In our culture the worship of death is so intense it stands in the way of love… We will witness the death of others or we will witness our own dying, even if it’s just in that brief instance when life is fading away. Living with lovelessness is not a problem we openly and readily…Read More
Admission: this is the first bell hooks work I’ve read cover to cover (I’m not much of an Oberlin alum). I chose this book out of intrigue–the first sentence of the back cover description read: “The word ‘love’ is most often defined as a noun, yet…we would all love better if we used it as…Read More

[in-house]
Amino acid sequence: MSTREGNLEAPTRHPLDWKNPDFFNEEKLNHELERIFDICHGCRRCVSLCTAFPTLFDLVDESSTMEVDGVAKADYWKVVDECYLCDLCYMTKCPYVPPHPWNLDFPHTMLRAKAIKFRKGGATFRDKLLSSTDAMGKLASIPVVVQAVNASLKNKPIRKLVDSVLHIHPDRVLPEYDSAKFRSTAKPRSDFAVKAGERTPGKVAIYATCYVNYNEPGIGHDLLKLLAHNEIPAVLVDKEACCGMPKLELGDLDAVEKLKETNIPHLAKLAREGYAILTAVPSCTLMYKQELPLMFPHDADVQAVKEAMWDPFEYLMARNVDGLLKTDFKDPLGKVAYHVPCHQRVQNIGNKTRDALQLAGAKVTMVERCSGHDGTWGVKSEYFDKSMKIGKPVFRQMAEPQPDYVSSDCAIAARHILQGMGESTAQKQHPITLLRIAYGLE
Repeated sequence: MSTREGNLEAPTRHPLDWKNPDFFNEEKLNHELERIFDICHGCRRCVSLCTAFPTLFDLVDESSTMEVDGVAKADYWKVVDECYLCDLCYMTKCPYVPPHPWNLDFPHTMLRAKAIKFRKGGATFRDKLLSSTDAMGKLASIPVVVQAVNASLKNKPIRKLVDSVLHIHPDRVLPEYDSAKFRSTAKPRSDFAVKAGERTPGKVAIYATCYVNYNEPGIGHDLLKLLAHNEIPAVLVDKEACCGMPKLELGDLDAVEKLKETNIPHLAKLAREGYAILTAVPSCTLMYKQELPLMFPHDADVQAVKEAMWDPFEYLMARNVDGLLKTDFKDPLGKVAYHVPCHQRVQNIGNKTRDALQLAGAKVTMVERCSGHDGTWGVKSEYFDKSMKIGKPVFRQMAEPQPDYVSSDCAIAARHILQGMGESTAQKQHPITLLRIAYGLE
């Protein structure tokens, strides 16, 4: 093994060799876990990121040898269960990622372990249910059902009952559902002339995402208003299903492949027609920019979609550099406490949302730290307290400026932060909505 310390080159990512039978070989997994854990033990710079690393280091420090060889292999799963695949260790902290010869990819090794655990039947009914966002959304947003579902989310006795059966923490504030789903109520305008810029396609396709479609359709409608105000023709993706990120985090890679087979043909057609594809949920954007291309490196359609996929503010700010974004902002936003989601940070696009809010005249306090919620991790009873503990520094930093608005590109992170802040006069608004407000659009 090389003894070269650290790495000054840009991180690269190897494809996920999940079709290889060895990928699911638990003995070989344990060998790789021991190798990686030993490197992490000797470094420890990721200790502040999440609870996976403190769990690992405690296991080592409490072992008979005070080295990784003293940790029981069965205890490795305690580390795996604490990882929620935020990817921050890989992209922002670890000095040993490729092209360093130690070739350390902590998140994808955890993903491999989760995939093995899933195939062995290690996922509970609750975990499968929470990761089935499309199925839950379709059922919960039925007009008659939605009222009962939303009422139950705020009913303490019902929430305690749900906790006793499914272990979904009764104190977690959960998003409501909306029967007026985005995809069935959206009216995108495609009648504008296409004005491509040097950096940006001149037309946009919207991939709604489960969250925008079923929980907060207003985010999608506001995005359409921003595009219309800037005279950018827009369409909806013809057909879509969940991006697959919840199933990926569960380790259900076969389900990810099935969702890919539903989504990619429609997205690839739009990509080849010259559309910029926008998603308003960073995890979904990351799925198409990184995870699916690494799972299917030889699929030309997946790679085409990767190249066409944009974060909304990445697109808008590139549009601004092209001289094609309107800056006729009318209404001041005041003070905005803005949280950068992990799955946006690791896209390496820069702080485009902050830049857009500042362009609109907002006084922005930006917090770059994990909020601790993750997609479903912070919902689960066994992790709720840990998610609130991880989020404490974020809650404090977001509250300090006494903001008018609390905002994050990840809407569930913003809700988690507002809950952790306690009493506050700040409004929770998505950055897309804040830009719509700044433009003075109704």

Individual black people/people of color often describe moments where they challenge racist speech at meetings or in other formal settings only to witness a majority of folks rush to comfort the racist individual they have challenged, as though that person is the victim and the person who raised questions a persecutor. No wonder then that while discussions of white supremacy and racism have become rather commonplace in individual scholarly writing and journalistic work, most people are wary, if not downright fearful, of discussing these issues in group settings, especially when among strangers. People often tell me that they do not share openly and candidly their thoughts about white-supremacist thought and racism for fear that they will say the wrong thing. And yet when this reason is interrogated it usually is shown to cover up the fear of conflict, the belief that saying the wrong thing will generate conflict, bad feeling or lead to counterattack. Groups where white folks are in the majority often insist that race and racism does not really have much meaning in today’s world because we are all so beyond caring about it. I ask them why they then have so much fear about speaking their minds. Their fear, their censoring silence, is indicative of the loaded meaning race and racism have in our society.